Little is known about the comorbidity of Internet Use Disorder. There are reports of high comorbidity with mood disorders, especially depressive disorders, social phobia, attention deficit hyperactivity disorder (ADHD) and substance use disorder, but most of these studies have several methodological limitations.
In one of the first studies on the psychiatric comorbidity of compulsive computer use, Black et al. evaluated 21 individuals (16 men, 5, women) with self-reported excessive computer use. According to Black, of these 21 subjects 7 (33%) had a lifetime mood disorder, 8 (38%) a substance use disorder, 4 subjects (19%) had a lifetime anxiety disorder, and 11 subjects (52%) met criteria for at least one personality disorder (cf. Black 1999).
Shapira et al. evaluated 20 individuals with problematic internet use. All subjects met DSM-IV criteria for an impulse control disorder not otherwise specified (ICD-NOS) and all subjects had at least one lifetime DSM-IV Axis I diagnosis in addition to their problematic internet use (cf. Shapira 2000).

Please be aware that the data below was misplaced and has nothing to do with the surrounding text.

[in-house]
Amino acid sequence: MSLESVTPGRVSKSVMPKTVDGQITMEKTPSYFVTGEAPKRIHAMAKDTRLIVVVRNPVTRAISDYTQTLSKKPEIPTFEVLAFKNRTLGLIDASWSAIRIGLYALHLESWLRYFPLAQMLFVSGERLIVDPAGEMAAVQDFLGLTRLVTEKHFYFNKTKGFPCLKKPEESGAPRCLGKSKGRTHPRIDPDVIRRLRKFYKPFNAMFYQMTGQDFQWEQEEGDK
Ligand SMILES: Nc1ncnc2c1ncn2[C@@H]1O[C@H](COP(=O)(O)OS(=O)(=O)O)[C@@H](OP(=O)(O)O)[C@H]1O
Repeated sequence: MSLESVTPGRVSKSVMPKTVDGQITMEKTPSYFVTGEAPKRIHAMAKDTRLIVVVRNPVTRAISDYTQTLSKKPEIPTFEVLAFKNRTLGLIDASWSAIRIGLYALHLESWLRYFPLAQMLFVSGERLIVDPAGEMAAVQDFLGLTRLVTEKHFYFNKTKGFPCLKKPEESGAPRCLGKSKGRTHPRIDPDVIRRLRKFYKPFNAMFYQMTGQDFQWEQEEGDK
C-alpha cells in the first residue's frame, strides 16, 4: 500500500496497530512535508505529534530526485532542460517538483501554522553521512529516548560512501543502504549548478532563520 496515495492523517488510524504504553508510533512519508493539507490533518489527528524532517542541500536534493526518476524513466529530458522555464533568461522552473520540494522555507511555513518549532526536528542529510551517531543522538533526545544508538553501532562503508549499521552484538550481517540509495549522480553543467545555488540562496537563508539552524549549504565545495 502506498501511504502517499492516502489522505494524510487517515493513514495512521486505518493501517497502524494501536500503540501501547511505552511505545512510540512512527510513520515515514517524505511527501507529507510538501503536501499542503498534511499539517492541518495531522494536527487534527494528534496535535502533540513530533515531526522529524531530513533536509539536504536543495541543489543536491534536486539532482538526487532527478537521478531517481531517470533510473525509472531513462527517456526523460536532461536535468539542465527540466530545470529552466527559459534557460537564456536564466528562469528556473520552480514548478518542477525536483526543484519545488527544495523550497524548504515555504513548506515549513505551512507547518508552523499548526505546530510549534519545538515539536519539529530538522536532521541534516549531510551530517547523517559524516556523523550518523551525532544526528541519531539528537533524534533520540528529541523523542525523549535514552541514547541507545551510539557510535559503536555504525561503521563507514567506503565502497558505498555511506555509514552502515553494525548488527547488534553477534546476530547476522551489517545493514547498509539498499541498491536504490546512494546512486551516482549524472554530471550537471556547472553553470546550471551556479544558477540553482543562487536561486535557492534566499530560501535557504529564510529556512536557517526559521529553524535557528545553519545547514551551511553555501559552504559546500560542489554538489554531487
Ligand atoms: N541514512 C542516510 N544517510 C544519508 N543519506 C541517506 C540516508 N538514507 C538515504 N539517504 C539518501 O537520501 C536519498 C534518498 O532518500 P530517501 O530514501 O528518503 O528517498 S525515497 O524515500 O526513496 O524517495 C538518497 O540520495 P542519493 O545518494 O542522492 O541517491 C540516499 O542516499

Kratzer et al. compared 30 individuals with pathological internet use and 31 individuals with intensive but non-pathological internet use. Among the patients with pathological internet use 90% showed symptoms of psychiatric disorders, especially anxiety disorders and mood disorders (cf. Kratzer 2008).
In a larger-scale survey Yen et al. evaluated 2114 Taiwanese students. Adolescents with symptoms of Internet addiction reported more symptoms of attention-deficit/hyperactivity disorder (ADHD), depression, social phobia, and hostility than adolescent without symptoms of Internet addiction (cf. Yen 2007). In the 2-year follow-up depressive disorders, social phobia, and hostility were found to predict the occurrence of Internet addiction (cf. Ko 2009).